“We are going to be visiting the most asteroids ever with one mission,” planetary scientist Cathy Olkin, Lucy’s deputy principal investigator, said in the Oct. 14 briefing.

The spacecraft will observe the asteroids’ composition, shape, gravity and geology for clues to where they formed and how they got to the Lagrangian points.

The spacecraft’s first destination, in April 2025, will be an asteroid in the main belt. Next, it will visit five asteroids in the group of Trojans that orbit the sun ahead of Jupiter: Eurybates and its satellite Queta in August 2027; Polymele in September 2027; Leucus in April 2028; and Orus in November 2028. Finally, the spacecraft will shift to Jupiter’s other side and visit the twin asteroids Patroclus and Menoetius in the trailing group of space rocks in March 2033.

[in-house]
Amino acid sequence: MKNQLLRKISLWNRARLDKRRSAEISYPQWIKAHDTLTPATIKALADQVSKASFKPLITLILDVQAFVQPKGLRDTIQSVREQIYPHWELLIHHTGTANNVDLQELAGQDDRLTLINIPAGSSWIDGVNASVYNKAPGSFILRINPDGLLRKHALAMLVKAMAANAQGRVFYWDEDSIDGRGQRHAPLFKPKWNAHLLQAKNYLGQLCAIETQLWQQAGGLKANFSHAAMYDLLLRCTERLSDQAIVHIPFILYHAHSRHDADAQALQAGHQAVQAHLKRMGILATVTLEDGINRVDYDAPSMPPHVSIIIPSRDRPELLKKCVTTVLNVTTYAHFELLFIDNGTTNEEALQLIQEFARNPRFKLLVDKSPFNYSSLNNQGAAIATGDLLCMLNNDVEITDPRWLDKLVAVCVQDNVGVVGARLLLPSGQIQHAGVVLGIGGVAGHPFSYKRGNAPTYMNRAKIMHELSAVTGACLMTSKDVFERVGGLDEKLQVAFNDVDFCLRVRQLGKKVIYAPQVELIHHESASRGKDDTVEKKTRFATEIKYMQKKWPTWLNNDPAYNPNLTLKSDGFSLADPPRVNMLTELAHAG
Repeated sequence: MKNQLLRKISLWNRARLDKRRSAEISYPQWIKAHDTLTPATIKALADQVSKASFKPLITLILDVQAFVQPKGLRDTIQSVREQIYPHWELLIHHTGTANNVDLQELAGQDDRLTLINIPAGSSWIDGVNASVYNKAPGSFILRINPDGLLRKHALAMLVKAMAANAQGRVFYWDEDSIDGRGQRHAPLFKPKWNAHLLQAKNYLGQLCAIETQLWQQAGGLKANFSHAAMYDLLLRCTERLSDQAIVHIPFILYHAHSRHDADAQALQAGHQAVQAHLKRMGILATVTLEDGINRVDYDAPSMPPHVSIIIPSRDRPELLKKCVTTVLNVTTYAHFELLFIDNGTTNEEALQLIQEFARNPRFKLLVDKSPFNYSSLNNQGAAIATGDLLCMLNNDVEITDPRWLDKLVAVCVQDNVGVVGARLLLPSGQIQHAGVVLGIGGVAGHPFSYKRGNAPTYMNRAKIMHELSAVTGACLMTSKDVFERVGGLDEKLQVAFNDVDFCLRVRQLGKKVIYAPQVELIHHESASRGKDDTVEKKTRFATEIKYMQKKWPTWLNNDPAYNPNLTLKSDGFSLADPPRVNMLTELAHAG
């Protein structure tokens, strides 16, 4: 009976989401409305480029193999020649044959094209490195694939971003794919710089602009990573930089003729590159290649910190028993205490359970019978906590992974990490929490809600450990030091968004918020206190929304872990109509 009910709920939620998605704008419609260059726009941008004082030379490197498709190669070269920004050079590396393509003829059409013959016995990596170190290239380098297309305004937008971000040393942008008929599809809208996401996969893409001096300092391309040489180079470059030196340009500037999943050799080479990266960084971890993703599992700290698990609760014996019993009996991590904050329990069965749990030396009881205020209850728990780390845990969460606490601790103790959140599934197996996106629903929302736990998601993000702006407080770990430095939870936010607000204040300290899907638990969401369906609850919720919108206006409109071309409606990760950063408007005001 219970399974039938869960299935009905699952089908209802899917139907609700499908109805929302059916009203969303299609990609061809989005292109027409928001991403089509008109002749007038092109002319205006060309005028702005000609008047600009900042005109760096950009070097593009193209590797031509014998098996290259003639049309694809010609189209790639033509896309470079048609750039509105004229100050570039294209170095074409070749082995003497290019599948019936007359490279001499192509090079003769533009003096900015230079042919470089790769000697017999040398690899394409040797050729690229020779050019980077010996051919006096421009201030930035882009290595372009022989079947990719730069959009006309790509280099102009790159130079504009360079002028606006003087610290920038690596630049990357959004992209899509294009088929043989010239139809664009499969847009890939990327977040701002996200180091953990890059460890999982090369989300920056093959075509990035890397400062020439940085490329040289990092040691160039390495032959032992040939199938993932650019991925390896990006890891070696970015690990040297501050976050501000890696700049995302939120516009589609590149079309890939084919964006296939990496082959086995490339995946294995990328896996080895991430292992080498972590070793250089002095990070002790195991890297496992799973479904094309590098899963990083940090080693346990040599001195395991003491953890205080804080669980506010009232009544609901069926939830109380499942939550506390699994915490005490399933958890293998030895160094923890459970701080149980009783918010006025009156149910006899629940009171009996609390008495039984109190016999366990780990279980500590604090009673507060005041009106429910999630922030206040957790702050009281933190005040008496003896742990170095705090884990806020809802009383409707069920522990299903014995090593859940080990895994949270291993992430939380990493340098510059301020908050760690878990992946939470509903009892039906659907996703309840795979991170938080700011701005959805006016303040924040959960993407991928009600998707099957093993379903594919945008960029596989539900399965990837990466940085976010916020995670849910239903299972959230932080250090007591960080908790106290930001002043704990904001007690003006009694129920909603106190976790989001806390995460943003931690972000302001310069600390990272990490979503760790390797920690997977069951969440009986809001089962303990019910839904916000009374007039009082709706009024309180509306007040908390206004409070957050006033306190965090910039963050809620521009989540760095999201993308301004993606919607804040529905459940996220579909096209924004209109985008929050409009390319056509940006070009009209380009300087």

The spacecraft won’t land on any of its targets, but it will swoop within 965 kilometers of their surfaces at speeds of 3 to 5 meters per second relative to the asteroids’ speed through space.

There’s no need to worry about collisions while zipping through these asteroid clusters, Levison said. Although there are about 7,000 known Trojans, they’re very far apart. “If you were standing on any one of our targets, you wouldn’t be able to tell you were part of the swarm,” he said.

  1. Lucy will have a weird flight path.
    In order to make so many stops, Lucy will need to take a complex path. First, the spacecraft will swoop past Earth twice to get a gravitational boost from our planet that will help propel it onward to its first asteroid.